In early March, the veteran A&R Chris Anokute was listening to a SoundCloud link from an aspiring artist. The track came to an end, and the platform’s algorithm automatically queued up Curtis Waters’ “Freckles.” “I felt like he was telling my story,” says Anokute, who worked with Katy Perry at her hit-making peak and now runs an entertainment company called Young Forever Inc. “I became a fan immediately.”
The chance SoundCloud encounter was timely: Anokute became Waters’ manager before the May release of “Stunnin’,” a beach-party ready slab of pop-rap that sounds like Will Smith’s “Miami” remade for the TikTok generation. Last week, “Stunnin’” became the fastest unsigned record to go into Spotify’s flagship playlist, Today’s Top Hits, since Arizona Zervas’ “Roxanne,” which went on to earn more than a billion streams.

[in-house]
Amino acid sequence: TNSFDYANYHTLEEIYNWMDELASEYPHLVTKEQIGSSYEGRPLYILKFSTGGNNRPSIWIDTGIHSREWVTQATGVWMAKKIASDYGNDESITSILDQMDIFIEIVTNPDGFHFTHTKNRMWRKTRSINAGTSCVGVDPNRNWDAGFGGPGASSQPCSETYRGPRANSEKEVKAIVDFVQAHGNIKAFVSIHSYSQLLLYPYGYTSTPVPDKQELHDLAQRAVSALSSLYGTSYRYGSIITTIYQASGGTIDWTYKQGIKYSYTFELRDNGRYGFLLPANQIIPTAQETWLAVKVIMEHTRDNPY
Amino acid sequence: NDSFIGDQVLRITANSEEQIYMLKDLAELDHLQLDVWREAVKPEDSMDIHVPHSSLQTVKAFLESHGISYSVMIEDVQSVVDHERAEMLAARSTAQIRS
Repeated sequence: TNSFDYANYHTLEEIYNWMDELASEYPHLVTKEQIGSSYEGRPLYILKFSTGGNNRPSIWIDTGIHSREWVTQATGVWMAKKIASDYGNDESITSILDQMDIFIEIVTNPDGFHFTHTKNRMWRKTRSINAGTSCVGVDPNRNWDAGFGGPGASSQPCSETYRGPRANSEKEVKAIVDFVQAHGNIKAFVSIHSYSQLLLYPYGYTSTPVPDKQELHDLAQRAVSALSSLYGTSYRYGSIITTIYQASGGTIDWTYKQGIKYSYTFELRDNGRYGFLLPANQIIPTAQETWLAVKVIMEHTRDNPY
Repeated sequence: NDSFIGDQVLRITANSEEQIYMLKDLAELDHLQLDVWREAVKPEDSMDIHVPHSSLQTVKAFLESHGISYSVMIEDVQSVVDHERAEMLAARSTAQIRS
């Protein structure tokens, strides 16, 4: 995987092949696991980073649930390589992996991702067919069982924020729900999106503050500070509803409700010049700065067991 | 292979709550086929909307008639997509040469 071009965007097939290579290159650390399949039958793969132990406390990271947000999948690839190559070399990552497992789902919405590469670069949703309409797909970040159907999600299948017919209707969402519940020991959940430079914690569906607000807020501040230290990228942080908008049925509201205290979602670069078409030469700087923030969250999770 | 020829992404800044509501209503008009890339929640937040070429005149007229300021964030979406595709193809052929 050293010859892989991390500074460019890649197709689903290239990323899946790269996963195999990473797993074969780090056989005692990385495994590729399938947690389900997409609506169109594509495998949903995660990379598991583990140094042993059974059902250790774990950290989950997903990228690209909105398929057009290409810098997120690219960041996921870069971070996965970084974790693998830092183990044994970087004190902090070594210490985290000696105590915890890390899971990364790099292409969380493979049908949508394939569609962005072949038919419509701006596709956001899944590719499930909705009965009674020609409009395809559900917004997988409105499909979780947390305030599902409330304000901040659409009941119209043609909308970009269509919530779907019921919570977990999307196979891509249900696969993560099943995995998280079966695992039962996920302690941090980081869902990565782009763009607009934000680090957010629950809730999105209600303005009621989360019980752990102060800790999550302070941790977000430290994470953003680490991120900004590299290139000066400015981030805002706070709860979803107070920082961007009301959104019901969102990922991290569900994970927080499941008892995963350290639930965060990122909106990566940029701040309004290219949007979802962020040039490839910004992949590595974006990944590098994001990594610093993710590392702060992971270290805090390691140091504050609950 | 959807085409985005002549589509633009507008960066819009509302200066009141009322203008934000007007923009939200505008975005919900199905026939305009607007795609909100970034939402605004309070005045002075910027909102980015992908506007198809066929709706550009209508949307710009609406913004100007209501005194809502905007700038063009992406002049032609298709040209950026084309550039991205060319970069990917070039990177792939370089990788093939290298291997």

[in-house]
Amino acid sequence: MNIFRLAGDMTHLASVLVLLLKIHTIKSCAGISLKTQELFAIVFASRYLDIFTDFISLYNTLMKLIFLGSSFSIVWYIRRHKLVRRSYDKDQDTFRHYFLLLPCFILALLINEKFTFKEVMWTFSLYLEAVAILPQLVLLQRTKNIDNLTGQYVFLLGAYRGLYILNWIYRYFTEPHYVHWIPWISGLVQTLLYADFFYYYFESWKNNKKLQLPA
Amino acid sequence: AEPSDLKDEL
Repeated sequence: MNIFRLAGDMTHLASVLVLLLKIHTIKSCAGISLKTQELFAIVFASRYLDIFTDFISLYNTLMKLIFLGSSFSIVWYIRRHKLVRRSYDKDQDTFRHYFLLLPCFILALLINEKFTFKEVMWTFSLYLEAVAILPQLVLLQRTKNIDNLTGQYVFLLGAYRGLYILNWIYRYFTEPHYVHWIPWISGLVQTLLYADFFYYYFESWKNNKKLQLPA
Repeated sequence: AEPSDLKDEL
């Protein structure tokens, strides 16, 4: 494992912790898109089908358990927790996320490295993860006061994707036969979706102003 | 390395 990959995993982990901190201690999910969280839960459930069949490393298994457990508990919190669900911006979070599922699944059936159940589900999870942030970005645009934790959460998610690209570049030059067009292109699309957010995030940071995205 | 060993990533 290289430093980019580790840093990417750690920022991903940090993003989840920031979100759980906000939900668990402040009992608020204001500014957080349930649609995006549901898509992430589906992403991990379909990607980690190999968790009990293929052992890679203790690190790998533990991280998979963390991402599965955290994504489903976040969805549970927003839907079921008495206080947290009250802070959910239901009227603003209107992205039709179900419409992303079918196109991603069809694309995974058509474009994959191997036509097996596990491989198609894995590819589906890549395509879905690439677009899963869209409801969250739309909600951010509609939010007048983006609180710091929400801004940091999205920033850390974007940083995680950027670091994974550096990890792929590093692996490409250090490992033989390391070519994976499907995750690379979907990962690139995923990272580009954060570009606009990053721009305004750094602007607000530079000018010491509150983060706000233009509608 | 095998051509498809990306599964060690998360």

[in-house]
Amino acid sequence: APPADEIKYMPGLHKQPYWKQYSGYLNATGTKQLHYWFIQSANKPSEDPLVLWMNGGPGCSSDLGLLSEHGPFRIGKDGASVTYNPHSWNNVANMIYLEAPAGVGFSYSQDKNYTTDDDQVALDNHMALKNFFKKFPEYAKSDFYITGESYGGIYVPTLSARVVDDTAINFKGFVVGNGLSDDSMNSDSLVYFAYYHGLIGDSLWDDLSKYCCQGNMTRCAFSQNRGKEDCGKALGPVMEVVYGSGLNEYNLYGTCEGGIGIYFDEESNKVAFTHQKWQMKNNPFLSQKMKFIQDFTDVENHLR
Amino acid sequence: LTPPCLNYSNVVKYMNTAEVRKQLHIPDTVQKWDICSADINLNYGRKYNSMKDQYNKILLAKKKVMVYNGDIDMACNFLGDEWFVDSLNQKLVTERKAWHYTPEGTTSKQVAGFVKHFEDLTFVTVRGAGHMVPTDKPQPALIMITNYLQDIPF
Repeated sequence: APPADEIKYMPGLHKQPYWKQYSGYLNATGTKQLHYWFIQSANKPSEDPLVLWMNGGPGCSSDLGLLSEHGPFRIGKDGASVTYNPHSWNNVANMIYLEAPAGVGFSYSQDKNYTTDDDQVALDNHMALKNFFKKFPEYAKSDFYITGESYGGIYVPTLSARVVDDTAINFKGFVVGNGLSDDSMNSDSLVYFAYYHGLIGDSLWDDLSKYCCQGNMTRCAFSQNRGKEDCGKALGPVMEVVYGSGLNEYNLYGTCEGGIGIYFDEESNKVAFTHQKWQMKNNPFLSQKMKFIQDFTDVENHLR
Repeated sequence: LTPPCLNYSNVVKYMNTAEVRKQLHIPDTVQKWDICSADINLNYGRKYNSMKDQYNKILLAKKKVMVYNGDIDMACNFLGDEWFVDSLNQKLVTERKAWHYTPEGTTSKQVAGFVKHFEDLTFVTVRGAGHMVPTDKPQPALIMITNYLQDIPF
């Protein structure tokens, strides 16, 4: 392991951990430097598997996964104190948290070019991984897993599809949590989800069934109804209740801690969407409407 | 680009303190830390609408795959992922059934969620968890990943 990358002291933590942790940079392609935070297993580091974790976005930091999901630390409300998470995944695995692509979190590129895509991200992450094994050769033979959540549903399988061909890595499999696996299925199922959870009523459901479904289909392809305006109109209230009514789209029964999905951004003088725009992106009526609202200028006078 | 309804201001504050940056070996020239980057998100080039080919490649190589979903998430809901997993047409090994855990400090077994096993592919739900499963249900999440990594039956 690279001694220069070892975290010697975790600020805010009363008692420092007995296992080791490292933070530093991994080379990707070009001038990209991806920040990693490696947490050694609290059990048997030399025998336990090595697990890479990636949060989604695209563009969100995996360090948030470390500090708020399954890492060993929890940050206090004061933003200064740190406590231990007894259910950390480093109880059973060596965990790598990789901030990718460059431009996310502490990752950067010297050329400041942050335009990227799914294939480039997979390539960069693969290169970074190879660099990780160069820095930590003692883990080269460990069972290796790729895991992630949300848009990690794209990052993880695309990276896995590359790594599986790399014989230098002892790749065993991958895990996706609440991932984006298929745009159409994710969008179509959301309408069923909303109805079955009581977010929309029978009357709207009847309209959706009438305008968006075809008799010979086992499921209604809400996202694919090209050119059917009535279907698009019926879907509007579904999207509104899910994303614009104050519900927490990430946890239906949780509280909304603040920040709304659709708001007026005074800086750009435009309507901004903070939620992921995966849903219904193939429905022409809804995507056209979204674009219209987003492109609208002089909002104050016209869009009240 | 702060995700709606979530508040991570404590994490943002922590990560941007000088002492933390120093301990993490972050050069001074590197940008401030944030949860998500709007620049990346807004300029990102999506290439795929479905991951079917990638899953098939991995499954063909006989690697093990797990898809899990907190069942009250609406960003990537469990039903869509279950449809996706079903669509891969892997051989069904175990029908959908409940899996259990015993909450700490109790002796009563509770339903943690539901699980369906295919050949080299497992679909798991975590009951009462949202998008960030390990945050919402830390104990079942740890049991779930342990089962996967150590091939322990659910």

But unlike Zervas, who inked a deal with Columbia Records, Waters is choosing not to sign with a major label. This is an especially noteworthy step at a time when the exploitative nature of the music business’ longstanding business model is coming under fire.
“I didn’t agree with the deals [I was being offered],” Waters says. “I came so far independently. I’m not sure the major labels are giving artists what they really need.”
Waters, who was born in Nepal but now lives in Cary, North Carolina, has been making music for six years, initially motivated by video game soundtracks and Odd Future. “I’ve put out so many horrible beat tapes,” he says. He recorded “Stunnin’” while balancing college and a job making smoothies for minimum wage — “I was just in a bad mood, trying to make some stupid shit and cheer up.”